Open Biopsies (2) Example 1
A biopsy of the liver or pancreas may be performed when the main procedure is a colon resection or an appendectomy. A diagnostic exploratory procedure, like an exploratory transpleural thorascopy (34.21) is performed with the biopsy for diagnostic purposes (which is more than just the operative approach - thoracoscopic biopsy of the pleura, 34.20). BOTH THE BIOPSY AND THORACOSCOPY ARE CODED!
Open Biopsies (3) Example 2
A needed biopsy for the removal of a small sample of tissue performed during an open surgical procedure is coded as a closed biopsy even though the body cavity was opened. The type of biopsy is determined by the technique used to obtain tissue for study and in this connection "open" and "closed" do not refer to surgical approaches.to obtain access to internal organs. The code for the definitive procedure is sequenced first, with an additional code for the needle biopsy.
Open Biopsies (4) Example 3
A total Cholecystectomy was performed by means of abdominal incision. The pancreas is noted to be slightly enlarged, and a needle biopsy of the pancreas was performed to provide tissue for pathological examination. Code 51.22 Cholecystectomy and code 52.11, Closed (aspiration) (needle) (percutaneous) biopsy of pancreas.
Open Biopsies (5)
Occasionally a biopsy is performed immediately before the definitive procedure has begun. This permits the pathologist to perform a rapid-frozen section examination to determine whether a malignancy is present and allows the surgeon to modify the extent of surgery as necessary. Both the biopsy code and a code for the therapeutic procedure are assigned with the therapeutic code sequenced first.
Open Biopsies (6) Examples
Biopsy (open) of transverse colon for frozen section, followed by transverse colectomy, Code: 45.74 (transverse colectomy) + 45.26 (biopsy). Open biopsy of breast tumor for rapid-frozen section; no malignancy found; lumpectomy carried out, Code: 85.21 (Lumpectomy) + 85.12 (biopsy).
Coding Diagnosis-Related Procedures
Certain procedures are performed only for very specific conditions; care should be taken that the associated diagnosis code is also assigned. Ex: a solitary kidney can not be removed unless the patient has only a solitary kidney. There must be a related diagnosis code!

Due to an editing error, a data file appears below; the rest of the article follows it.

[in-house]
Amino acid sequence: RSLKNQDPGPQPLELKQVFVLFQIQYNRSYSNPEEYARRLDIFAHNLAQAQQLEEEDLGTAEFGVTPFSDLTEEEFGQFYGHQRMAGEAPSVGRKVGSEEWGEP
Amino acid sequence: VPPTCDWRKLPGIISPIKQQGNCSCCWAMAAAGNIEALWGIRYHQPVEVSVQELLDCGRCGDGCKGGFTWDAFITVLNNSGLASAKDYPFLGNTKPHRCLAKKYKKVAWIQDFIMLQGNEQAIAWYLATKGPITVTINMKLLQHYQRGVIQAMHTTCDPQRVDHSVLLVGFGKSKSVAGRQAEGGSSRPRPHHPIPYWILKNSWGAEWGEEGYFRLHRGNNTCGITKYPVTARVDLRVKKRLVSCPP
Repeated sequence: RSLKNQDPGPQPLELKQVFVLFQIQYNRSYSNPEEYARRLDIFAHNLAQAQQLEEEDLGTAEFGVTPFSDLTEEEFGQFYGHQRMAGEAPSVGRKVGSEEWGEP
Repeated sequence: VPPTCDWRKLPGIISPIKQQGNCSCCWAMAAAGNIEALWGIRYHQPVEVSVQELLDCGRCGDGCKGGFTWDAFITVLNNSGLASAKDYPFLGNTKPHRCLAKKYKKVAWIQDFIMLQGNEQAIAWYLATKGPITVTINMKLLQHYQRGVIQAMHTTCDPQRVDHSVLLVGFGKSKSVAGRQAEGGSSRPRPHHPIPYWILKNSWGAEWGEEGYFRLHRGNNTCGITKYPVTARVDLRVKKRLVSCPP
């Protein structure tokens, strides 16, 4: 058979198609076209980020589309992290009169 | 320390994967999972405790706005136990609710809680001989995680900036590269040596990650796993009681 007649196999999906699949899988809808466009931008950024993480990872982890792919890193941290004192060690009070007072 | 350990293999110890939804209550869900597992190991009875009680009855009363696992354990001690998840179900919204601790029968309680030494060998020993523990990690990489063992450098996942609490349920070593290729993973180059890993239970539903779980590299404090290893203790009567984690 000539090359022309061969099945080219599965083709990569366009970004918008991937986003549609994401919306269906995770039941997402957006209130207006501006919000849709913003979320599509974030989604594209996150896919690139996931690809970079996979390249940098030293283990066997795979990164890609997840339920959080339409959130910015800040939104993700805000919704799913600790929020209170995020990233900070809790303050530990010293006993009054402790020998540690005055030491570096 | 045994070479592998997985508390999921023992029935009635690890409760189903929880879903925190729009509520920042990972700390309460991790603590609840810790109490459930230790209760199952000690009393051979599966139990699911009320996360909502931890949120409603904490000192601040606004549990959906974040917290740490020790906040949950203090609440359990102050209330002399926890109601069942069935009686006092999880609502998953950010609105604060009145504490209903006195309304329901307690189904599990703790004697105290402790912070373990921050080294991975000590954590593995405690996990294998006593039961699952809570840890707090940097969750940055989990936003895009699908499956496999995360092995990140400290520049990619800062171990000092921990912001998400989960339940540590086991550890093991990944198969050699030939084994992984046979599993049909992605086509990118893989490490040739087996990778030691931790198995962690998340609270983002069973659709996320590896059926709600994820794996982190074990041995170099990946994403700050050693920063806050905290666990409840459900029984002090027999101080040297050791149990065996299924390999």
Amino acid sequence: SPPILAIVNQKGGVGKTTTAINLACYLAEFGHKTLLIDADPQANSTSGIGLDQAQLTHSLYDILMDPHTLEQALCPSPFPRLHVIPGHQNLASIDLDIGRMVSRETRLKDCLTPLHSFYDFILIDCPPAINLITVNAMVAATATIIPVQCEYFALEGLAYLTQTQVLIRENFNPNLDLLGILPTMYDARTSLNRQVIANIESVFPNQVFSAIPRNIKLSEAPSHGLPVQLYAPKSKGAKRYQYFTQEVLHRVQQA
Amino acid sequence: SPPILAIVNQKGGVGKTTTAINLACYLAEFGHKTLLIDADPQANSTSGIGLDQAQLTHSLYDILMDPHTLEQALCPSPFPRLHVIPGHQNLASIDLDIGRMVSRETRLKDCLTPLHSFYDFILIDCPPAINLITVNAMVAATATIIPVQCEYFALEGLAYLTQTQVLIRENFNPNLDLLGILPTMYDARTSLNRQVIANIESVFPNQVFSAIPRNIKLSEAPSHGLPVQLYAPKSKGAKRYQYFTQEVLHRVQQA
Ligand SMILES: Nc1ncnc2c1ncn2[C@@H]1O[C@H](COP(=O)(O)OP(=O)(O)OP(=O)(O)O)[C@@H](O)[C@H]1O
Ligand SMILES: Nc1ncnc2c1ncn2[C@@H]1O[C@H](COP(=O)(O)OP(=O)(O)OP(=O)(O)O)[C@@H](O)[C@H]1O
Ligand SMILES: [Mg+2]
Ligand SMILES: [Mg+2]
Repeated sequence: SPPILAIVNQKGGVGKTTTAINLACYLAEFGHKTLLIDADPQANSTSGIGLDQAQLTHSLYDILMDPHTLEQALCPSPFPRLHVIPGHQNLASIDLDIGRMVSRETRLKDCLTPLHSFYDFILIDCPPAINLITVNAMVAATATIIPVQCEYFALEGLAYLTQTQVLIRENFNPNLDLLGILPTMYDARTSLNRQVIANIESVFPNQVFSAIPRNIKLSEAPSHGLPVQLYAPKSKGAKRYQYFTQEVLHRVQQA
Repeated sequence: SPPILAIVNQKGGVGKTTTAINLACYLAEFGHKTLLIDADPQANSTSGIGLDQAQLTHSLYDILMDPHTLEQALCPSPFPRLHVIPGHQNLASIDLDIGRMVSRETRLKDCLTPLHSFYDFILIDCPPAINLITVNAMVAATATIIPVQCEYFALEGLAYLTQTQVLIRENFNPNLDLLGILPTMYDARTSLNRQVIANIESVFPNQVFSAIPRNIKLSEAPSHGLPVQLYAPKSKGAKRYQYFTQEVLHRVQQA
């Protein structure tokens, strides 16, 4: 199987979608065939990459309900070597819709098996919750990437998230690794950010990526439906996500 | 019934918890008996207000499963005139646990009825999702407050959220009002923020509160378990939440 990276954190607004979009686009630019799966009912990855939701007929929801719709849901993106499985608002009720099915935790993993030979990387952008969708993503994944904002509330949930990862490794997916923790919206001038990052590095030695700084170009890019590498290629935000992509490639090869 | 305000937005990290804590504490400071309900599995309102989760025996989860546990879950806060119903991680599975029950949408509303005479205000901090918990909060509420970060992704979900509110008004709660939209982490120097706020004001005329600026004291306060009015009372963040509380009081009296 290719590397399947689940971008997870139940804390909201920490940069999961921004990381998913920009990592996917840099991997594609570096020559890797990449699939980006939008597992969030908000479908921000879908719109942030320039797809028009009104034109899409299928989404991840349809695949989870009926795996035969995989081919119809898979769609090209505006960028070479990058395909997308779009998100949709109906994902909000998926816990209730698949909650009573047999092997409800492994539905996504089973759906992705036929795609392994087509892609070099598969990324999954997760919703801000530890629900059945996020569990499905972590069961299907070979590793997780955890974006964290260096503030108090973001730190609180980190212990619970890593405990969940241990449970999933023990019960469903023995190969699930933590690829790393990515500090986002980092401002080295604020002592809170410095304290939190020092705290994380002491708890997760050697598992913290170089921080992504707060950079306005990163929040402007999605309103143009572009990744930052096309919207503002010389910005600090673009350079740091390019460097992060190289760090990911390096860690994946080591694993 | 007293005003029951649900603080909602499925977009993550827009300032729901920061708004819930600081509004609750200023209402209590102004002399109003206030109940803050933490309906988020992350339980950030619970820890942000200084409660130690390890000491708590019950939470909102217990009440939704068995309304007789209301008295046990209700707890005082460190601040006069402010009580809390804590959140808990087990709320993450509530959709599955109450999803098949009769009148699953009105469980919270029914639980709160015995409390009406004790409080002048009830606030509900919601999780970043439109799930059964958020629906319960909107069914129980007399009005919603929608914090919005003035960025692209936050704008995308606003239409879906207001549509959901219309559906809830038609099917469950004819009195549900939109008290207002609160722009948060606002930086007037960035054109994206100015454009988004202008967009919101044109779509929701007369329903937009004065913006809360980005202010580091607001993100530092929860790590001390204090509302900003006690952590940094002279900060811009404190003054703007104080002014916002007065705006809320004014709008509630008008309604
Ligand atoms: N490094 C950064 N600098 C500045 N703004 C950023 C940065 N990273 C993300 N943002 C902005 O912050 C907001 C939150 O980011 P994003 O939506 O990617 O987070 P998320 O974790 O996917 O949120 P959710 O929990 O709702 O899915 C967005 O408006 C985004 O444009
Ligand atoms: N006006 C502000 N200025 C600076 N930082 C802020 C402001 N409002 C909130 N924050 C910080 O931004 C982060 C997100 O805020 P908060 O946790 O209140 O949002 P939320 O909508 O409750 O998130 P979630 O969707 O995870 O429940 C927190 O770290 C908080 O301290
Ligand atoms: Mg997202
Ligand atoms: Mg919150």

Coding Canceled Procedures (1)
A code from category V64, Persons encountering health services for specifc procedures not carried out, is assigned to account for the cancellation with no precedure code assigned. Note: a code from category V64 can not be assigned as the principal diagnosis.
Coding Canceled Procedures (2) Cancellation Reasons (1)
The patient may develop a condition that contraindicates the surgery (V64.1). Ex: A patient was admitted for a mastectomy because of carcinoma in situ of breast discovered on previous examination. Surgery was canceled because the patient was found to have an E. coli UTI. Code: 233.0 (carcinoma in situ) + 599.0 (UTI) + 041.49 (E. coli) + V64.1 (surgery canceled/contraindication).
Coding Canceled Procedures (3) Cancellation Reasons (2)
The patient may decide not to have the planned surgery (V64.2). Ex: A patient was admitted for a mastectomy because of carcinoma in stiu discovered. Before the procedure begun, the patient postposed. Code: 233.0 (carcinoma in situ) + V64.3 (surgery canceled/other reason).
Coding Canceled Procedures (4) Cancellation Reasons (3)
Problems in scheduling, illness of key staff, or some other situation may necessitate the cancellation of scheduled surgery. Ex: A patient was admitted for a mastectomy because of carcinoma in situ previously discovered. Surgery was canceled because the anesthesiologist assigned to the case was involved in an auto accident and no other anesthesiologist was available. Patient is discharged, to be readmitted for the mastectomy in 3 days. Code: 233.0 + V64.3.
Coding Incomplete Procedures (1)